Just 8km north of Maitland in the NSW Hunter Valley lies the small village of Largs. It is adjacent to the growing urban precinct of Bolwarra Heights, but its rural character remains intact with its cute corner pub and the striking Soldiers Memorial Hall. This hall was originally a School of Arts erected in 1878 as part of the movement to improve literacy amongst the largely dairy farming community. In 1921 it was tastefully added to in honour of those who served in World War 1. But for me the village has another less well-known claim to fame– it is the site of a Last Interglacial (Stage 5e) fossil bed.
In 1887, the Geological Surveyor by the name of Stonier discover a “raised beach” at Largs. This attracted the attention of Professor Edgeworth David who was busy mapping the geology of the lower Hunter region. He noted its abundant mollusc assemblage and provided a cross-section in a paper he published with R. Etheridge in Geological Survey of NSW, Record (2, 37-52). The site attracted further attention with collections made by C. Hedley in 1916, and later by T. Iredale who described 40 species in the Australian Zoologist in 1951 (v.11, 347-350).
During the course of my studies of the Quaternary of lower Hunter marine deposits in the early 1960s I became aware of David’s work. A chat about my interests with a teacher of geology at Scots College, Norm Pinwill, provided the exact location of the site at Largs. Many years before Norm had been taken there on a student excursion while at Sydney University. Here I was in 1962 at the same university searching for this so-called “raised beach”.
The Largs site stands out as a terrace abutting a bedrock ridge on which the village is situated. This terrace sits well above the Hunter flood plain. A small dam has been dug along its scarped base into sediments of the present-day flood plain (see image from May 2021 of the site located north of Goulburn Grove Road, Largs; Location map here). Shells outcrop within the terrace under a fluvial cap 4 to 5m thick. I was excited at the time to dig into the shell layers and obtain samples for dating. Was this a Holocene high sea-level deposit or was it older? A radiocarbon date of > 37000 years BP on an Anadara valve came back which was reported by Trevor Langford-Smith and me in our 1969 paper in the J. Geological Society of Australia (v.16, 572-580). The question then was whether we could get a more exact age.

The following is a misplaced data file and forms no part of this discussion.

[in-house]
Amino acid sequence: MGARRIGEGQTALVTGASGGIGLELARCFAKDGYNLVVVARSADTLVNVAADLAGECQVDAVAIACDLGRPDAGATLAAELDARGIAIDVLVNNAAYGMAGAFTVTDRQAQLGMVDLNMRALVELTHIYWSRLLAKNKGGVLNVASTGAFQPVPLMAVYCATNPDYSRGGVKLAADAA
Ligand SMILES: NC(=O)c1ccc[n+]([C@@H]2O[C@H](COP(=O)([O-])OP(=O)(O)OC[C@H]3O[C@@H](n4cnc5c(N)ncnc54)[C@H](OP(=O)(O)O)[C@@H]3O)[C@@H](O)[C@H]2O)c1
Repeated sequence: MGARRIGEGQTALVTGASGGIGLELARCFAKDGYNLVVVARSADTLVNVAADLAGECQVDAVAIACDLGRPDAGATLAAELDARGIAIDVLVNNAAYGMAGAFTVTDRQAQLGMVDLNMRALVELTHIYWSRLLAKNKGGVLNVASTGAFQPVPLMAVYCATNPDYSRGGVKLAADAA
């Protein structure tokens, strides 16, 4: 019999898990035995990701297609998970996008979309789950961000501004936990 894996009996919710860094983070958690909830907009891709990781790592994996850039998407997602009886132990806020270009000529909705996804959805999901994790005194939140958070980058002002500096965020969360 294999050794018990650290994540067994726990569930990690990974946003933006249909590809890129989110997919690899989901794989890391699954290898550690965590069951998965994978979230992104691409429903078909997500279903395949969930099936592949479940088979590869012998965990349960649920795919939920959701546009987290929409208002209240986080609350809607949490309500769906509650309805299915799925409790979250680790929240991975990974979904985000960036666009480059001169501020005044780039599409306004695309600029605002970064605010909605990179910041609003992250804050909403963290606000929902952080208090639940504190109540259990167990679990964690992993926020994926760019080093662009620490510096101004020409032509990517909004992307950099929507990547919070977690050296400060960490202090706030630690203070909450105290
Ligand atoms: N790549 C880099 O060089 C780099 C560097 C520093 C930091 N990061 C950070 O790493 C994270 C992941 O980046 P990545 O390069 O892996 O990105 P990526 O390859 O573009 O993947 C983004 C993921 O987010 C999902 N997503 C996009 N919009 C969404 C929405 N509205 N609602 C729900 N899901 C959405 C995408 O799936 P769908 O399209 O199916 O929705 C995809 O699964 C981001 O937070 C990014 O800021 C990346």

It was not until the late 1980s that an opportunity presented itself to do more work on Largs material. By this time John Marshall and I had established an early Last Interglacial age using uranium-series disequilibrium technique on corals recovered from beneath Inner Barrier sands at Grahamstown to the east of Largs (Marshall and Thom, Nature, v. 263, 120-121). This technique was not appropriate for Largs shells. But something new had arrived: amino acid racemization! Fortunately at this time a specialist in AAR dating had also arrived: Colin Murray-Wallace. He was at Sydney University in The NWG Macintosh Centre for Quaternary Dating. It did not take me long to excite to Colin into dating Anadara samples from Largs. The next step was to describe the site in more detail.
In 1987 a class of geomorphology students on a Sydney University excursion were gently persuaded to do some digging. We were able to couple that with drilling involving my old driller mate, Karl Shaw. Results from this work are recorded in a joint paper by Colin and me in the Australian Journal of Earth Sciences (1988, v. 35, 571-574). We listed 27 shell species with Anadara trapezia dominating. One abraded Diprotodon bone was also found. Colin along with others that same year published dating results from here and elsewhere in Search (v. 19, 33-36). What was shown was a time equivalence of Largs ages with Grahamstown corals and other Last Interglacial marginal marine strata in southern Australia.
Colin and Tony Belperio put together a wonderful synthesis of U-series and AAR ages on corals and molluscs associated with the Last Interglacial marine event around Australia in a paper in Quaternary Science Reviews (1991, v. 10, 441-461). This review highlighted one startling fact, namely that north from Gippsland all the way the northern coast to the northwest WA (Cape Range) there is a marked paucity of LIG 5e sites above present sea level. The southern and western shores of the continent and Tasmania have many more datable sites. I have commented in another blog that the relative absence of LIG marine deposits lies in that half of the continent north of the “Sandiford Line” (Blog 141, 1/7/19 ). Colin and Tony highlight this in their Figure 7 (p.456). What does this tell us about the Largs site?
It is the one location where we can find LIG shell beds at an accessible location along the eastern and northern half of the continent. It is rich in molluscs and that assemblage informs us of conditions that prevailed during Stage 5e. Sea level along the central NSW coast at least was of the order of c.+4m. Indications from the species list here and the corals at Grahamstown suggest warmer marine waters. So Largs represents a geological site that tells as much as we can expect from fossil sites for the east coast at this critically warmer time of Earth’s history. It needs geoheritage recognition.
Words by Prof Bruce Thom. Please respect the author’s thoughts and reference appropriately: (c) ACS, 2021. For correspondence about this blog post please email firstname.lastname@example.org